The third rule–60.02 factor requires that the movant acted diligently after notice of entry of judgment. Northland Temps., 744 N.W.2d at 398. Here, Cole sought relief within days of learning of the deemed dismissal under rule 5.04(a), before judgment was entered. Under these circumstances, we conclude that Cole acted diligently and therefore that the third rule–60.02 factor also favors a grant of relief. See Coller, 294 N.W.2d at 715 (party acted diligently after learning of failure to answer by serving answer five days after notice of motion for default judgment was served).
The fourth rule–60.02 factor requires the party seeking relief to demonstrate that no prejudice will occur to the other party. Northland Temps., 744 N.W.2d at 402. Delay and added expense do not constitute prejudice. See Finden, 268 Minn. at 272, 128 N.W.2d at 751 (noting inherent prejudice when trial is delayed and concluding that delay and added expense were not substantial prejudice). Wutzke does not argue prejudice through delay in this case, nor could he. See, e.g., Coller, 294 N.W.2d at 715 (holding that plaintiff was not prejudiced by defendants' delay in answering when parties had proceeded with discovery). Indeed, any prejudice from delay has been caused as much by Wutzke's motion to dismiss as by Cole's failure to adhere to the time requirement of rule 5.04(a). Under similar circumstances in Guillaume & Assocs., Inc. v. Don–John Co., this court stated that “[t]his use of the Minnesota Rules of Civil Procedure is contrary to a central purpose of the rules—to secure a just determination of every action.” 371 N.W.2d 15, 18–19 (Minn.App.1985) (quotation omitted).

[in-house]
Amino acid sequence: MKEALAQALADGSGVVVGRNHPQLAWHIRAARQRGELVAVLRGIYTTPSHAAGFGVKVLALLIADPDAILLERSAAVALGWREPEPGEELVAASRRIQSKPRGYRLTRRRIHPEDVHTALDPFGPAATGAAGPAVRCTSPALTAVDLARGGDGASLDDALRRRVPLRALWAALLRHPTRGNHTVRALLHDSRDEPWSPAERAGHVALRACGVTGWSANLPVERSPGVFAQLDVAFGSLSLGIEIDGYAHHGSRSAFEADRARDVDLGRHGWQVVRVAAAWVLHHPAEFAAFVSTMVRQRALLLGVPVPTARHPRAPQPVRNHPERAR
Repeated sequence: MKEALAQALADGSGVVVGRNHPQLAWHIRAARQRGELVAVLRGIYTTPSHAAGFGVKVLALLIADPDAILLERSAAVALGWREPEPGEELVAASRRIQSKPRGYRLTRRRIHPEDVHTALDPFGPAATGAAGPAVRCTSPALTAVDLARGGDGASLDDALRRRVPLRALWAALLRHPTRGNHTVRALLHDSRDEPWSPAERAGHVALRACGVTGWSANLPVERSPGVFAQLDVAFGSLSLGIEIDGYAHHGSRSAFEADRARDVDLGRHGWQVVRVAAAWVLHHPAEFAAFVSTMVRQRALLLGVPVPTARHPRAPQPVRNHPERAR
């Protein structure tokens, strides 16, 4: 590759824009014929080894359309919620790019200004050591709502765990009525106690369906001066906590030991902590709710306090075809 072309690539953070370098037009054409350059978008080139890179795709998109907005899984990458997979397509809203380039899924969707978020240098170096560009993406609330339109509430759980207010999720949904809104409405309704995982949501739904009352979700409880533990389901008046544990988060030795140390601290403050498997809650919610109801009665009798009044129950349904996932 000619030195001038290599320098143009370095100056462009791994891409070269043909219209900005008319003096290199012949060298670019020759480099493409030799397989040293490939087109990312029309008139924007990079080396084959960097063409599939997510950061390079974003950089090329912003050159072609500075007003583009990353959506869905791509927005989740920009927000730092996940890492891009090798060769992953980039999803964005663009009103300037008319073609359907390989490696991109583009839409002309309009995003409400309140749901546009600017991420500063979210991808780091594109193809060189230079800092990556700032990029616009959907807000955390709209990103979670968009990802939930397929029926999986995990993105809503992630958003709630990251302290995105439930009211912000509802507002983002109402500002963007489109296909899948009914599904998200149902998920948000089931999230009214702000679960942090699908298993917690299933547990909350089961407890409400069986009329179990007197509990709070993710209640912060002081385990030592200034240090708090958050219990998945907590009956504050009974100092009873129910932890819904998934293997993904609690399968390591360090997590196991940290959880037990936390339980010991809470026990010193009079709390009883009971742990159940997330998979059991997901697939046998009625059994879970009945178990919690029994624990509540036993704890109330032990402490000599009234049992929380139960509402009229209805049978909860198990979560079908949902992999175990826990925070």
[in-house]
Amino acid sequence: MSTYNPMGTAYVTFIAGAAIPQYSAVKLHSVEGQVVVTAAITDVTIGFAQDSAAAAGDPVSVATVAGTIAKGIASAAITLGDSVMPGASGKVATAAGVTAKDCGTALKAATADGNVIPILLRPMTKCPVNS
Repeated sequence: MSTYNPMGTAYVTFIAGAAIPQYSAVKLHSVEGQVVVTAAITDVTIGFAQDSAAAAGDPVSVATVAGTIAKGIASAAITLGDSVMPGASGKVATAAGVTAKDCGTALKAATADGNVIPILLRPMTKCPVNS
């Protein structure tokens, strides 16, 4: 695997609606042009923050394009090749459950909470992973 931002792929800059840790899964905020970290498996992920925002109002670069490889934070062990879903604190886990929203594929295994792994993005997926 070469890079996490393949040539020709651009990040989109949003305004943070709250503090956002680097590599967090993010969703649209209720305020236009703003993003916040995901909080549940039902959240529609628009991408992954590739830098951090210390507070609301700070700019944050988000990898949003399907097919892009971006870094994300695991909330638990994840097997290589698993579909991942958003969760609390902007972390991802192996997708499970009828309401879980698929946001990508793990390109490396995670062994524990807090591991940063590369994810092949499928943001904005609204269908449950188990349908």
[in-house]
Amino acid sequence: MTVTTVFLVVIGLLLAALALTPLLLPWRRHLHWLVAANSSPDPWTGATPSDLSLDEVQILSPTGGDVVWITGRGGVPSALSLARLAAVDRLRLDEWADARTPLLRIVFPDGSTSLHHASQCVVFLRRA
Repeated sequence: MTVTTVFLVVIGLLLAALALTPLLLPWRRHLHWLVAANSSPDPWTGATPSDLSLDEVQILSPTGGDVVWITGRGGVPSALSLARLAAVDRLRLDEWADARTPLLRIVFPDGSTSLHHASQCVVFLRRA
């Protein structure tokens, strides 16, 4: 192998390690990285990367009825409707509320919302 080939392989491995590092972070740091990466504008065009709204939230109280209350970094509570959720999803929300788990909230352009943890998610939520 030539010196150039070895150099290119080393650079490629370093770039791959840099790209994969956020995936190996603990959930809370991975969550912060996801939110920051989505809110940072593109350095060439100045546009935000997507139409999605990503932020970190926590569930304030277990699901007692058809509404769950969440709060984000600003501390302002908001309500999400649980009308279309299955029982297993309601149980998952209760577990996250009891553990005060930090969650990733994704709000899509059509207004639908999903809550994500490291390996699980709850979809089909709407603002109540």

Wutzke argues that he would be prejudiced through a denial of his expectation of finality under rule 5.04(a), which he compares to the finality provided by a statute of limitations. We reject this analogy. “Statutes of limitations serve dual purposes: ‘the repose of the defendant and the fair and effective administration of justice.’ ” Hempel v. Creek House Trust, 743 N.W.2d 305, 311 (Minn.App.2007) (quoting Dalton v. Dow Chem. Co., 280 Minn. 147, 153 n. 2, 158 N.W.2d 580, 584 n. 2 (1968) ). In contrast, the task force report underlying the adoption of the 2013 amendments to rule 5.04(a) indicates that the purpose of the amendments is to limit the costs and burdens associated with litigation of actions once commenced. See Minnesota Supreme Court Civil Justice Reform Task Force, Final Report 2122 (Dec. 23, 2011). The report also notes the availability of relief under Minn. R. Civ. P. 60, which undermines Wutzke's assertion that the rule provides a right of finality. See id. at 23 n. 9. Accordingly, we conclude that the fourth rule–60.02 factor also favors a grant of relief.
Because all of the rule–60.02 factors favor a grant of relief, we conclude that the district court abused its discretion by ordering entry of judgment dismissing the action with prejudice for noncompliance with Minn. R. Civ. P. 5.04(a). We therefore reverse the dismissal and remand for further proceedings on the merits.